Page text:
The other story I will share is the day Willow came into the world. I had a perfect pregnancy with her, too.  Again due to my age, we were considered "high risk." We went to a specialist, who, considering my health, thought it was a joke for me to be there, and cleared me for again a normal pregnancy.  I had discussed with my OB/GYN about whether to do an amniocentesis or not, only because there be something we needed to prepare for (like with Landry).  We opted out of doing the amnio, and instead we did blood work that would give us the exact same results but without the pain or risk of miscarriage. 
We found out at 13 weeks of pregnancy that we were having another girl. After about a 5 minute grieving period, only because we were trying for a boy, we picked out her name,  Willow. We couldn't have picked out a better name for her either. At that time we had NO CLUE, even with sonograms and blood work, that she was going to be born with a Unilateral Cleft Lip and Palate (UCLP). Again our pregnancy was perfect, and as with my other children, she had to be induced.  At 12:47 pm on June 10th, at a hefty 7lbs 0oz even, she was here.  At 12:55pm the delivery room was silent, except for her cries and the machines making noise. Everyone was in shock. None of us knew. My husband and I looked at each other and began to cry ourselves, out of fear, out of joy, out of pure loss of what to do next.  Our perfect baby wasn't as perfect as we dreamed she would be. Again we pulled our bootstraps up and pulled ourselves together.  
Our older children came up to the hospital later that evening to meet her for the first time. We weren't sure how to tell them, other than she just looks a little different.  The two oldest kids cried when they saw her. Landry, she climbed up on the bed with me, kissed me and kissed Willow and called her Awe Baby.  Our oldest child, Garrett, probably had the hardest time with it.  After we left the hospital and were at home, he asked me, "Momma, why did God give us these 'broken' babies? What did we do so wrong to deserve it?"  I looked at him and told him, "Son, these girls AREN'T broken, any more than you or I are broken. They were given to us by God because they are that special. They are going to help change the world."  No truer words have I ever spoken.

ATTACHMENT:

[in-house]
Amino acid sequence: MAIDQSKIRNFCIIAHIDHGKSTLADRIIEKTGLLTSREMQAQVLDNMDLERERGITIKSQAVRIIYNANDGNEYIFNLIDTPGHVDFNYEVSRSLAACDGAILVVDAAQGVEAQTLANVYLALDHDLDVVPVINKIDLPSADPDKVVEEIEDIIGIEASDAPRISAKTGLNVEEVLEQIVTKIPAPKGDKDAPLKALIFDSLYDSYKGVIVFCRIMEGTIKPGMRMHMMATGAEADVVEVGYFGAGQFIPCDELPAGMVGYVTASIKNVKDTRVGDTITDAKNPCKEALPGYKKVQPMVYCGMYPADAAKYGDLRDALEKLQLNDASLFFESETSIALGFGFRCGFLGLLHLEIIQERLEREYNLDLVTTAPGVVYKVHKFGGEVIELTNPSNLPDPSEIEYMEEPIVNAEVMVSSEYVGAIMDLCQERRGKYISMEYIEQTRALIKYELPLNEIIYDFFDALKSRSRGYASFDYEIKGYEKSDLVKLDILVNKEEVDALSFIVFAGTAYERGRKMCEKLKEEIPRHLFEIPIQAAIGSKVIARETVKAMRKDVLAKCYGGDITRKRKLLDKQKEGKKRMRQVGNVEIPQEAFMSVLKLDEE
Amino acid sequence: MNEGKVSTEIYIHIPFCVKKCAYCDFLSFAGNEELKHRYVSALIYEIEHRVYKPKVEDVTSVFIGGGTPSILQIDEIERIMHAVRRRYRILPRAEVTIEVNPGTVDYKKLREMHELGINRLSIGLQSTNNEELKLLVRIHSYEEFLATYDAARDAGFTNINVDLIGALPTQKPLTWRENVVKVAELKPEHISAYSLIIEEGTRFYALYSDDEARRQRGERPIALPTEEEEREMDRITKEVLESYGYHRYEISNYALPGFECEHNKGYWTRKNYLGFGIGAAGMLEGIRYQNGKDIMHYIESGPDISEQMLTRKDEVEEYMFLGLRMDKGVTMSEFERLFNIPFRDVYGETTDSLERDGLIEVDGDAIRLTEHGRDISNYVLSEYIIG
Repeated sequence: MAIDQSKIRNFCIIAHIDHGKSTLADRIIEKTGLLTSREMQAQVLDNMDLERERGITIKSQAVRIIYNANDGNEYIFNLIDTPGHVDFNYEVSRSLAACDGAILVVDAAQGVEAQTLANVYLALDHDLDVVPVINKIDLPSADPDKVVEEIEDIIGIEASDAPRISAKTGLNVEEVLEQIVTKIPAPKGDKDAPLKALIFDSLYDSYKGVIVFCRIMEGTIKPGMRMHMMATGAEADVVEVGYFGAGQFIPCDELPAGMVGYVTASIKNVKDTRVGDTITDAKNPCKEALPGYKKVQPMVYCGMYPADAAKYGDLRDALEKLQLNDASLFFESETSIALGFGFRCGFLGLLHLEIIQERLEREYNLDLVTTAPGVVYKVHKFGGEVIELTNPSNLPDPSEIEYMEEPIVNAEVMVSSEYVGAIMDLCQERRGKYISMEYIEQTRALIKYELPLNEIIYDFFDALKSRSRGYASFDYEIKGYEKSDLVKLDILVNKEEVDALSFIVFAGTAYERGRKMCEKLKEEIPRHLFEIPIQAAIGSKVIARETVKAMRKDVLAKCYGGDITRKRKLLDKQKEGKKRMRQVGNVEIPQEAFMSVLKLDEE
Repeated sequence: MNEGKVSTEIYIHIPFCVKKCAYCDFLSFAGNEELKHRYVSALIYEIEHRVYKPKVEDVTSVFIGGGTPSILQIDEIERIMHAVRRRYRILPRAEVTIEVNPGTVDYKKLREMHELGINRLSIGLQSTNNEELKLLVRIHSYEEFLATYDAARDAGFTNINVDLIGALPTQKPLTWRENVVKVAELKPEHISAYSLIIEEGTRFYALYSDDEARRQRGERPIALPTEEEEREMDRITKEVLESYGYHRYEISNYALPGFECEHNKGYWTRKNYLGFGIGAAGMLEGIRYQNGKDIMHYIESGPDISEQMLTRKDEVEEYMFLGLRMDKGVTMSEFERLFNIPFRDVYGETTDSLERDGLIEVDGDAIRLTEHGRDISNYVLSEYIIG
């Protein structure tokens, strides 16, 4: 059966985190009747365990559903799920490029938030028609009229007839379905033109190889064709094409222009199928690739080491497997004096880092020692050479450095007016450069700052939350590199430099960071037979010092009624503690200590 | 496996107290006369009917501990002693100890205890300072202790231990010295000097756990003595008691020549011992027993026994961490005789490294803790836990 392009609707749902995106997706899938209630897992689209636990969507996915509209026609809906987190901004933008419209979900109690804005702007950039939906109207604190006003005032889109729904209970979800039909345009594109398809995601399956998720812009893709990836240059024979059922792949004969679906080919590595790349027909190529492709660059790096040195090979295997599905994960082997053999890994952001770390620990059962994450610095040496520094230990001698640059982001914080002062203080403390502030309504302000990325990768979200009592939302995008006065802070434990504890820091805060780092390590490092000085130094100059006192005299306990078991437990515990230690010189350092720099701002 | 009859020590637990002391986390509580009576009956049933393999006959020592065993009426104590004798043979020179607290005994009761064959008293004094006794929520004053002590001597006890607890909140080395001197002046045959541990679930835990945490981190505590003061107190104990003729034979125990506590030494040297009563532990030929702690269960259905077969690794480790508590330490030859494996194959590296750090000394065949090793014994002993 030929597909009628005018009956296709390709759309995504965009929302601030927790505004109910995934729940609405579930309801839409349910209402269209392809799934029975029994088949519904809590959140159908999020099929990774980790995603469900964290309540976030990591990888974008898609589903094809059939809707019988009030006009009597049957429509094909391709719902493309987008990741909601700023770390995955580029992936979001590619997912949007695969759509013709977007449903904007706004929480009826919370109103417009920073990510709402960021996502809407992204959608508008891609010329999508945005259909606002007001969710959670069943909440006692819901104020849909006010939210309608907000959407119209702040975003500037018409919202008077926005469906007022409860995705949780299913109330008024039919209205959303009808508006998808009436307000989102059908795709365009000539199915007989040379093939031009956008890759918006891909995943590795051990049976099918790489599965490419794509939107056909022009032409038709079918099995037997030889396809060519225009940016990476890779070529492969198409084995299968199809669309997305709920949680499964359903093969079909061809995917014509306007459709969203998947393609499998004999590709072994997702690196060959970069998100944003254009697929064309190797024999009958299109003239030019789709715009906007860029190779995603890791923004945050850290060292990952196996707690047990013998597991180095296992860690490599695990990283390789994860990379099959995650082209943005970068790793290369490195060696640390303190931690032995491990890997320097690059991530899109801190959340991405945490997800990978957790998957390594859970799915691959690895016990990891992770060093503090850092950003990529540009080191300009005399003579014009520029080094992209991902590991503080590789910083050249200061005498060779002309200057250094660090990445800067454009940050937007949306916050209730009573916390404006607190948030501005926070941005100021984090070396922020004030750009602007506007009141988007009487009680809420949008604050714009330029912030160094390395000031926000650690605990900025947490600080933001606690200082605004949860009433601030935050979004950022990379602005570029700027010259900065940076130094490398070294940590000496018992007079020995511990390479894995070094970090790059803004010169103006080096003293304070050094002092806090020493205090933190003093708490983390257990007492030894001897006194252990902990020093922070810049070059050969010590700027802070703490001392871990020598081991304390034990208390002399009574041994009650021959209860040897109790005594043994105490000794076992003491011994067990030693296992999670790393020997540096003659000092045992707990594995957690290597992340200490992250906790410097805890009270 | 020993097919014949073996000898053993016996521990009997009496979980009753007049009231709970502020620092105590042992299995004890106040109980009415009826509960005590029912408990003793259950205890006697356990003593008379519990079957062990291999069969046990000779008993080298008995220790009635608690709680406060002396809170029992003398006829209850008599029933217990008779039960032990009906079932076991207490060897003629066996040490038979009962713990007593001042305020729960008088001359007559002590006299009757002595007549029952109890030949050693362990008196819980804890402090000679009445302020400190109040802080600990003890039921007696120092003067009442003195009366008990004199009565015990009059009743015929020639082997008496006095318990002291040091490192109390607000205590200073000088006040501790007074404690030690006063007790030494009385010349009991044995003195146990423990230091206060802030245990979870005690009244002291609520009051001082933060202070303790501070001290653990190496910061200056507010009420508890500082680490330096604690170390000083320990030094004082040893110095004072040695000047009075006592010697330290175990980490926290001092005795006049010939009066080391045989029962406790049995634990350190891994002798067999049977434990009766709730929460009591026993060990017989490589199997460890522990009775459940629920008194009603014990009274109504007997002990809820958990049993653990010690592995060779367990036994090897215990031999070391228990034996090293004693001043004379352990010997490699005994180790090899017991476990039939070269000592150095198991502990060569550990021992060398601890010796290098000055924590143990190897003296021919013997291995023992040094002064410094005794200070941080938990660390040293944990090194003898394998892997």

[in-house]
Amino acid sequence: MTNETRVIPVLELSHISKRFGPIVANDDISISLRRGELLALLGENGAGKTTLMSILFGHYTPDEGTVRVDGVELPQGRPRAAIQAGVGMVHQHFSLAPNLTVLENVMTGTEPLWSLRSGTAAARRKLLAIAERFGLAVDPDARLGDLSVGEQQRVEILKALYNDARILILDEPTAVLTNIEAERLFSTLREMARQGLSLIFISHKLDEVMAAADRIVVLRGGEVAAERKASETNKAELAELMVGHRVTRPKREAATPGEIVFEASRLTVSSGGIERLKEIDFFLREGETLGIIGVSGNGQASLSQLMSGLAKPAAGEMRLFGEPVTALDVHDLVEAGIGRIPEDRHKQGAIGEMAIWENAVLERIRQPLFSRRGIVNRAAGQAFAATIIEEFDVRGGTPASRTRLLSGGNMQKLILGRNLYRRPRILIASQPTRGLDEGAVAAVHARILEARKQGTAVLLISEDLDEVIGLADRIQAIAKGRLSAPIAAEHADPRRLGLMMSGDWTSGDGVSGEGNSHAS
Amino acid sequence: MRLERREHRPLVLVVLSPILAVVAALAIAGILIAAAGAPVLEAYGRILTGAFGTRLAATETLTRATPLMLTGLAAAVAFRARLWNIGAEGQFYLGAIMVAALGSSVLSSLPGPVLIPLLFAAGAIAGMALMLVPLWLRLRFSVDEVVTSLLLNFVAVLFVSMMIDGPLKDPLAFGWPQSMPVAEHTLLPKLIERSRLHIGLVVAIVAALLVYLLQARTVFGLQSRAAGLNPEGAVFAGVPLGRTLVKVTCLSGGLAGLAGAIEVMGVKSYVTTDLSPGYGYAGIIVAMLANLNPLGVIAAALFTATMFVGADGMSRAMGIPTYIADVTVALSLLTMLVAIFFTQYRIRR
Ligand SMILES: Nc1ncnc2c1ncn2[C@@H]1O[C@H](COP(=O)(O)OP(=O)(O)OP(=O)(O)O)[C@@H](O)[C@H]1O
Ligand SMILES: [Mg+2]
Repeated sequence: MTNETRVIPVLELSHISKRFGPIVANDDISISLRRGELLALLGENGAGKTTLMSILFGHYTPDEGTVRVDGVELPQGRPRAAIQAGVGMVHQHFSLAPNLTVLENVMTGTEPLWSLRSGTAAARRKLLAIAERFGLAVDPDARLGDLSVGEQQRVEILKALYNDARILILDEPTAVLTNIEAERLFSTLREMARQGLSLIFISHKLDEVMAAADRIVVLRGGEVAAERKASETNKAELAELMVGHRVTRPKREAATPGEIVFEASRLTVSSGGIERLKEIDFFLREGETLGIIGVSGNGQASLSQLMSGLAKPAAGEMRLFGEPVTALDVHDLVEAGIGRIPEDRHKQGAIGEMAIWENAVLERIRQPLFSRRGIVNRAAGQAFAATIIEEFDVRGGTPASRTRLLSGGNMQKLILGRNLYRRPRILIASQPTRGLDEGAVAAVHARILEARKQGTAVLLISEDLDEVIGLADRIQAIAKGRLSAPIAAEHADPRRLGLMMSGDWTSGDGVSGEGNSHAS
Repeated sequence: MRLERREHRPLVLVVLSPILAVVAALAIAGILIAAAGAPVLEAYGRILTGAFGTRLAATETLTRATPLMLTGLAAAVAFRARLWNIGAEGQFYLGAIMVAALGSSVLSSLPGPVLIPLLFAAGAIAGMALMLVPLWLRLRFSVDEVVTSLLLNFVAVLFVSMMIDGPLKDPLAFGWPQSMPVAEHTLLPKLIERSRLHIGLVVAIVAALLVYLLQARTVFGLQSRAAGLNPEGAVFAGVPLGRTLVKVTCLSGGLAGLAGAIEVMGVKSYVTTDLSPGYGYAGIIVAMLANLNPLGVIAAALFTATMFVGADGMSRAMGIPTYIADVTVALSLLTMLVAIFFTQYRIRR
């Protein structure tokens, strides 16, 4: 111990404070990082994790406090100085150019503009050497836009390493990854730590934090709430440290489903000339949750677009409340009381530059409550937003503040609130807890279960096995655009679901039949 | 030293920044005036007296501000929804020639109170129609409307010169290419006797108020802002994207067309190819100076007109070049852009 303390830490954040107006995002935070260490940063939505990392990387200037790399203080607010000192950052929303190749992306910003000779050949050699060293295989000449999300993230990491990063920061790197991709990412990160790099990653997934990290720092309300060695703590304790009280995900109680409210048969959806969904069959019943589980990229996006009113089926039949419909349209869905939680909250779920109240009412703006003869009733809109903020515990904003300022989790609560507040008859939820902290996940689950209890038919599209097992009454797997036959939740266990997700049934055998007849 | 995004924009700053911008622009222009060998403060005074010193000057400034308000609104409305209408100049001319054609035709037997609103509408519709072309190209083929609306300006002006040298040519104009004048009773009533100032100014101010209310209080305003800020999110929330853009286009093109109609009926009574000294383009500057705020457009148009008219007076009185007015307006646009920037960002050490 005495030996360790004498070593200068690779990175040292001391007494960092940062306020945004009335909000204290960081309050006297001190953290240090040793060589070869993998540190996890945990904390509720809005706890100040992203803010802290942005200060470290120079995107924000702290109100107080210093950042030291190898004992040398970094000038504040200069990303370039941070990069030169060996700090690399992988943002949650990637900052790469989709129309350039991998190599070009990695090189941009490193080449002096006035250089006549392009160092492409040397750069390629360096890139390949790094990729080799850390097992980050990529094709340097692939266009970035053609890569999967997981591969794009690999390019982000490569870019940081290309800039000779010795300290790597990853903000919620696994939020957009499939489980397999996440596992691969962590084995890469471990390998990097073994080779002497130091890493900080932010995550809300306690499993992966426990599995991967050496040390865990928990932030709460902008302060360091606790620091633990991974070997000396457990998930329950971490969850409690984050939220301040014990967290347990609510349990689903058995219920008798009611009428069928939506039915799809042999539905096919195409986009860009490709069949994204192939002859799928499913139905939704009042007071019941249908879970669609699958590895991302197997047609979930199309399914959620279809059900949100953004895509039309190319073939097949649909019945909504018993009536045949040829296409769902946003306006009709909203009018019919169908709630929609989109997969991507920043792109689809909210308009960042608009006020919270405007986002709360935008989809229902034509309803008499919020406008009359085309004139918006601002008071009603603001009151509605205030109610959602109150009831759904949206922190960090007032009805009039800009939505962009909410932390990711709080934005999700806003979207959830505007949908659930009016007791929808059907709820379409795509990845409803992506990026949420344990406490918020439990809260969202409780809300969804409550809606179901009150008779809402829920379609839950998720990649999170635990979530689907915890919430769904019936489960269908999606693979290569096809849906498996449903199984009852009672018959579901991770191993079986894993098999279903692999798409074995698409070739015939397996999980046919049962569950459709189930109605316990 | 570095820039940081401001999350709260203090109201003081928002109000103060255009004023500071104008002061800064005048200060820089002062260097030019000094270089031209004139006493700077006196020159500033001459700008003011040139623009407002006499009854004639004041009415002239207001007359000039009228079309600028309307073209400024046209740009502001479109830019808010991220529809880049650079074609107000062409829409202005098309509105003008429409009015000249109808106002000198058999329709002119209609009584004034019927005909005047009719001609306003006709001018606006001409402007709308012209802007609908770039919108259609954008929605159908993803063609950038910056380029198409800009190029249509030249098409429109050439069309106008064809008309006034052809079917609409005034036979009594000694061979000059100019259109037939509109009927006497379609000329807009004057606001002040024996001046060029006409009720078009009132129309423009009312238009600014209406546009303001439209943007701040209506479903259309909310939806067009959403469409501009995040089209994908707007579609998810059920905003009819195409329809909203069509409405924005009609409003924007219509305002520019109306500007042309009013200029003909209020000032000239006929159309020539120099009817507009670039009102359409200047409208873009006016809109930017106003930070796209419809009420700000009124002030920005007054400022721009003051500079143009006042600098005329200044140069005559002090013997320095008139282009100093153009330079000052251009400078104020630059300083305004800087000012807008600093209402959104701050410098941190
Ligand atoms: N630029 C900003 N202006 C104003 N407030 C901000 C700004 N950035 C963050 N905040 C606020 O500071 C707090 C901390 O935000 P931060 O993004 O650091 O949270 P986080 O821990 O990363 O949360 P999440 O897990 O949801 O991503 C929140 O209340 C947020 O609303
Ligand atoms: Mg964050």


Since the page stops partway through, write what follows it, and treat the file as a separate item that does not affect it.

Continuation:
How has being a mom to Landry and Willow changed your life, and your view of motherhood?
These girls have changed MY world. They have become an inspiration to me to see the world as they do; to raise the awareness for their causes; to be an advocate for not just them but for ALL parents and children with "special needs."
I wand to share this last small story. In July we had my husband's family reunion. One of his favorite aunts was there. She hadn't seen Landry in two years. Landry was just about 9 weeks old when she saw her last.  Aunt P had been in an accident many years ago and it had left her very badly disfigured. I didn't know how well Landry would react to seeing her, and was concerned. She had also never been around any other babies, besides Willow and the older babies from daycare. My husband's cousin has a daughter about 6 months older than Landry, named Shae. I learned so much about myself that weekend and how my children perceive the world around them.  Landry bawled for days after the reunion because she wanted her Auntie P to stay and play with her and for Baby Shae to come home with us and be our baby too. My "one-eyed" daughter saw no difference between herself and Aunt P. She saw no difference between her baby sister and Baby Shae.  Like a child that sees no difference between the color of skin, which again, she saw NONE!!  
My girls and all my children are amazing. I am so privileged and blessed to be able to call them my babies, and for them to call me Momma. My heart swells with pride, even more so now than before when I look at them. They have taught me so much more than I could have ever imagined. Patience, kindness, respect for others' differences, and how to just be a better human being in general.  God made these babies special for a reason; our rollercoaster rides are just part of the fun. May God bless each of your families as you continue on your own rollercoasters.